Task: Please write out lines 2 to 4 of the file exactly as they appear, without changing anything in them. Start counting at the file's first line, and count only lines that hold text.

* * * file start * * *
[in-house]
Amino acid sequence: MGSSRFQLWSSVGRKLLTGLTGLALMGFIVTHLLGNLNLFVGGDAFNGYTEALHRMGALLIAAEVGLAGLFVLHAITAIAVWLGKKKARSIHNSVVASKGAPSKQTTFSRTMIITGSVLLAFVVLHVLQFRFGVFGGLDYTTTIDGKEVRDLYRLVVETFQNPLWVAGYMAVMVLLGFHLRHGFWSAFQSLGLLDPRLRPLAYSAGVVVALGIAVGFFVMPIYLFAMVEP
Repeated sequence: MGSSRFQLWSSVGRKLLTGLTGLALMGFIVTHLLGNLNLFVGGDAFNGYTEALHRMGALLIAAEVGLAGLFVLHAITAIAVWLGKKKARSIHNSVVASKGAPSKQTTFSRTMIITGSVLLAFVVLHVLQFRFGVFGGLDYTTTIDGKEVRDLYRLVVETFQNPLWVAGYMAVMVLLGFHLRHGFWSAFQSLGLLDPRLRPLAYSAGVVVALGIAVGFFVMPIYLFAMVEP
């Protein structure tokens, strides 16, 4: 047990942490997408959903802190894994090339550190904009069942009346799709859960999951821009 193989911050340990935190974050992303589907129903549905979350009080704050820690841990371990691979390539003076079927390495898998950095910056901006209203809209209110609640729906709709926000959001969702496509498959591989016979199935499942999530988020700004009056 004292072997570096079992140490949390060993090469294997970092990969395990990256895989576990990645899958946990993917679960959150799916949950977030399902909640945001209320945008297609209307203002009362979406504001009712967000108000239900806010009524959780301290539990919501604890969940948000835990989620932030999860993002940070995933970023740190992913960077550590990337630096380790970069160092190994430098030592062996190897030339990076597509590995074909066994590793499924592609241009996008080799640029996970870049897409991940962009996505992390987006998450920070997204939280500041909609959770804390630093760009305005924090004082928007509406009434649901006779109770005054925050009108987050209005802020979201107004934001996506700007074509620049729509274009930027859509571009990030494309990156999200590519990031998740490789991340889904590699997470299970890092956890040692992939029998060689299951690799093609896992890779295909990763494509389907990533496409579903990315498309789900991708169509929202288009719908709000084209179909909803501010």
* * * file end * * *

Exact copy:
Amino acid sequence: MGSSRFQLWSSVGRKLLTGLTGLALMGFIVTHLLGNLNLFVGGDAFNGYTEALHRMGALLIAAEVGLAGLFVLHAITAIAVWLGKKKARSIHNSVVASKGAPSKQTTFSRTMIITGSVLLAFVVLHVLQFRFGVFGGLDYTTTIDGKEVRDLYRLVVETFQNPLWVAGYMAVMVLLGFHLRHGFWSAFQSLGLLDPRLRPLAYSAGVVVALGIAVGFFVMPIYLFAMVEP
Repeated sequence: MGSSRFQLWSSVGRKLLTGLTGLALMGFIVTHLLGNLNLFVGGDAFNGYTEALHRMGALLIAAEVGLAGLFVLHAITAIAVWLGKKKARSIHNSVVASKGAPSKQTTFSRTMIITGSVLLAFVVLHVLQFRFGVFGGLDYTTTIDGKEVRDLYRLVVETFQNPLWVAGYMAVMVLLGFHLRHGFWSAFQSLGLLDPRLRPLAYSAGVVVALGIAVGFFVMPIYLFAMVEP
């Protein structure tokens, strides 16, 4: 047990942490997408959903802190894994090339550190904009069942009346799709859960999951821009 193989911050340990935190974050992303589907129903549905979350009080704050820690841990371990691979390539003076079927390495898998950095910056901006209203809209209110609640729906709709926000959001969702496509498959591989016979199935499942999530988020700004009056 004292072997570096079992140490949390060993090469294997970092990969395990990256895989576990990645899958946990993917679960959150799916949950977030399902909640945001209320945008297609209307203002009362979406504001009712967000108000239900806010009524959780301290539990919501604890969940948000835990989620932030999860993002940070995933970023740190992913960077550590990337630096380790970069160092190994430098030592062996190897030339990076597509590995074909066994590793499924592609241009996008080799640029996970870049897409991940962009996505992390987006998450920070997204939280500041909609959770804390630093760009305005924090004082928007509406009434649901006779109770005054925050009108987050209005802020979201107004934001996506700007074509620049729509274009930027859509571009990030494309990156999200590519990031998740490789991340889904590699997470299970890092956890040692992939029998060689299951690799093609896992890779295909990763494509389907990533496409579903990315498309789900991708169509929202288009719908709000084209179909909803501010």